Drawn By The Mystique Of New England

Some players contemplating retirement look around them and see a year of hard work ahead with little hope of reaching the postseason on the team they're with, or the teams calling. The Patriots are perennial postseason contenders and when they say they're interested players listen. It was the aura of the Patriots' success that made the decision to un-retire easy for Junior Seau.

When likely future Hall of Famer Junior Seau announced his retirement early last week in San Diego, he did so in part because he said he couldn't find a team interested in his services that "needed him to win."

All that changed, though, when the Patriots came calling just one day later. Thanks to injuries to Tedy Bruschi, Chad Brown and Monty Beisel, and the failure to do much to replace offseason departure Willie McGinest, New England found itself precariously thin at linebacker in the middle of August. So just days after Seau talked during his exit press conference about graduating in his football career, he was lured out of the mini sabbatical in order pursue his masters with Bill Belichick and Co. in New England.

In fact, the idea of playing for Belichick and that it was the Patriots calling had a lot to do with why the 37-year-old pulled the 180 on his short-lived departure from the game.

"Why (am I back)? Because I received a call from the New England Patriots and I felt that there was obviously a great interest for them to even respect me enough to allow the call and there is a great fit here," Seau said after signing Aug. 18. "That's what I believe and I believe that they have great plans here and there's a chance to win something big here and we're going to go for it."

"When a championship team calls, you definitely have to answer the call and look into it and that's exactly what I did."

Seau likely projects as an inside contributor in New England's 3-4 scheme, although he's played mostly outside linebacker out of the 4-3 throughout his 16 seasons. That's not something that has the 12-time Pro Bowl selection worried, though. Playing last season under Belichick protege Nick Saban in Miami could give the veteran a head start on the scheme, but in the end only time will tell how quickly Seau can acclimate to the difficult new system and what exactly he can bring to the New England front seven.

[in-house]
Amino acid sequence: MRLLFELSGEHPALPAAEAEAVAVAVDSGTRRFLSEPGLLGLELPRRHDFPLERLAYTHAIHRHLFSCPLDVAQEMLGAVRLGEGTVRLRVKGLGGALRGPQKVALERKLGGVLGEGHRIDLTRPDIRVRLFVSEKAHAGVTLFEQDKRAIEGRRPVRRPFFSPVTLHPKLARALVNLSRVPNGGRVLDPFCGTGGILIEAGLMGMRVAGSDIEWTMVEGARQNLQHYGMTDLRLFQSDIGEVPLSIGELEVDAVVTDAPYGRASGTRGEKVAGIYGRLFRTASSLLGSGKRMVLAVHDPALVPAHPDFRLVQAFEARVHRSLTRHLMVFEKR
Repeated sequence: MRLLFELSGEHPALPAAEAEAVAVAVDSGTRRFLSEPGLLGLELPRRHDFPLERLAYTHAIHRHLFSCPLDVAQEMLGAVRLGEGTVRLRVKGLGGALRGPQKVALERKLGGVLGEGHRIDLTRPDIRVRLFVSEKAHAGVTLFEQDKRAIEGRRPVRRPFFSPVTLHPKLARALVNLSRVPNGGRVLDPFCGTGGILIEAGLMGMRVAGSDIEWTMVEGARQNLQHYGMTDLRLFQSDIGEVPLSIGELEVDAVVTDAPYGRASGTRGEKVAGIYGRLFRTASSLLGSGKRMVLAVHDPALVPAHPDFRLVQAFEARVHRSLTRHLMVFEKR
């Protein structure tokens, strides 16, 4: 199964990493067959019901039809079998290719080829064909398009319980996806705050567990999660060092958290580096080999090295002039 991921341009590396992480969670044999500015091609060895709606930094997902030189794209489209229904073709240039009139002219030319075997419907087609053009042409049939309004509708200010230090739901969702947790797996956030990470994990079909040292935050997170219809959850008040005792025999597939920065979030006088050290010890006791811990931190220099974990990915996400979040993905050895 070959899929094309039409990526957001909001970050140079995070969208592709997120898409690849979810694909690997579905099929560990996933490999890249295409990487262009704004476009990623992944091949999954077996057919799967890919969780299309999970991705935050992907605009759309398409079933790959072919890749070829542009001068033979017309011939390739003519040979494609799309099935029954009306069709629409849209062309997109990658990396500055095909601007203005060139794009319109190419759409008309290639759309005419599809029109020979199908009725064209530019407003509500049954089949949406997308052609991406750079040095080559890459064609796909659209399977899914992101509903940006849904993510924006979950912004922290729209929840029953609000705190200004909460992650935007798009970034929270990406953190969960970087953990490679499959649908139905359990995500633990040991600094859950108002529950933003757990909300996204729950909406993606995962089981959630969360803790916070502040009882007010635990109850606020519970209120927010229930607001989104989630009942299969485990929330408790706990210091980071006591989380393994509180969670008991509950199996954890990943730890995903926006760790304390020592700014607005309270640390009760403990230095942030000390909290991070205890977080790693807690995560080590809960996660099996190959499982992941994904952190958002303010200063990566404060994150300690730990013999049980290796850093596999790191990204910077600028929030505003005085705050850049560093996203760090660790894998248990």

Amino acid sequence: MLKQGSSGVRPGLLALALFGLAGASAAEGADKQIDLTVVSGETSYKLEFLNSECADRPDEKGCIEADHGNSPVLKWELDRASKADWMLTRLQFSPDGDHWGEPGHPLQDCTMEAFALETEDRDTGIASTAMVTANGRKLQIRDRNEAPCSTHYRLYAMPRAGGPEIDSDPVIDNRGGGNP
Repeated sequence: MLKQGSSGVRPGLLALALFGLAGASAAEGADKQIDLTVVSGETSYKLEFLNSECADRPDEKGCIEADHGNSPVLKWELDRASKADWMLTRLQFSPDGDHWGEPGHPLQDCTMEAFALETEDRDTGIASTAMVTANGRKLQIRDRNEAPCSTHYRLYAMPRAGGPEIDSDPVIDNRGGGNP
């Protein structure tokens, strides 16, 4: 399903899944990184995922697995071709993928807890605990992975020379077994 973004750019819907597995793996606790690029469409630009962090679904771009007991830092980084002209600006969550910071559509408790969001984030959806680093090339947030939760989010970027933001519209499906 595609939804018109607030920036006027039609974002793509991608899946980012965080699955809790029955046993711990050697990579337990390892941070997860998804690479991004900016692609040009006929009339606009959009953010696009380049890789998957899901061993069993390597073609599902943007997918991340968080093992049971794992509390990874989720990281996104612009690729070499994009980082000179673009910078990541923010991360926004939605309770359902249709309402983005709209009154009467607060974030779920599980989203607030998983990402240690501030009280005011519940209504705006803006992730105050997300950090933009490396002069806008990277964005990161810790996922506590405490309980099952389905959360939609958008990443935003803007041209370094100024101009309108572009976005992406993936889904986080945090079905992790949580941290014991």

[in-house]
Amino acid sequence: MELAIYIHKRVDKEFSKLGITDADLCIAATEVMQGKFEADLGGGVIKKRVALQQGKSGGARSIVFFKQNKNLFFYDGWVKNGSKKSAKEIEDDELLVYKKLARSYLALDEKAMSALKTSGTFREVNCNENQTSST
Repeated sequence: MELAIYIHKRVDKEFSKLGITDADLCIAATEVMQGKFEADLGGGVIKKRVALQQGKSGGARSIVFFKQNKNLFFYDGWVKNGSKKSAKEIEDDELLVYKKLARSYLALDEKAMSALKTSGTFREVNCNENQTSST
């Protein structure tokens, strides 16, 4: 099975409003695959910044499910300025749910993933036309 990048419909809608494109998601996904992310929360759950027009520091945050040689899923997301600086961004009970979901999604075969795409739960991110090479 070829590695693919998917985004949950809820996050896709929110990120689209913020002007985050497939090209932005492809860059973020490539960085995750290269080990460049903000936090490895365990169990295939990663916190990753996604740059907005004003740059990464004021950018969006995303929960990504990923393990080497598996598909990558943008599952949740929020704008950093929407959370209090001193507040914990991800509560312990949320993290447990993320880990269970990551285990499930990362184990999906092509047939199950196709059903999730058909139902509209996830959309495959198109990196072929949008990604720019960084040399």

"What we have is a playbook that I'm going to try to grasp and try to absorb and obviously get ready for the preseason game next week and see what happens after that," Seau said. "But there's definitely a learning curve that I need to go through.

"There's nothing that I won't be able to grasp before the season."

After spending his first 13 NFL seasons with the Chargers, along the way earning All-Pro honors six times, Seau put in a disappointing trio of seasons in Miami over the last three years. While he played in 15 games of the Dolphins in 2003, and only missed seven games total in 14 seasons from 1990 to 2003, he played in just 15 total over the last two falls due to injury.

Once one of the most durable and dominating defenders in the game, Seau is now just another in a long line of late summer veteran acquisitions the Patriots have turned to in need. Once upon a time guys like Bryan Cox, Roman Phifer and Ted Washington came to New England late, only to help the team win Super Bowls. And with a linebacking corps that looks anything but championship caliber at this point, Seau may be asked to make similar contributions. At least that's the plan, although as even the linebacker himself will admit, no one really knows if he can fit the bill.

"Whatever role I play, it's going to be something that we're all going to be suited for and obviously we're going to try to have success at it," Seau said. "We're just going to have to see. Only time can tell."

 

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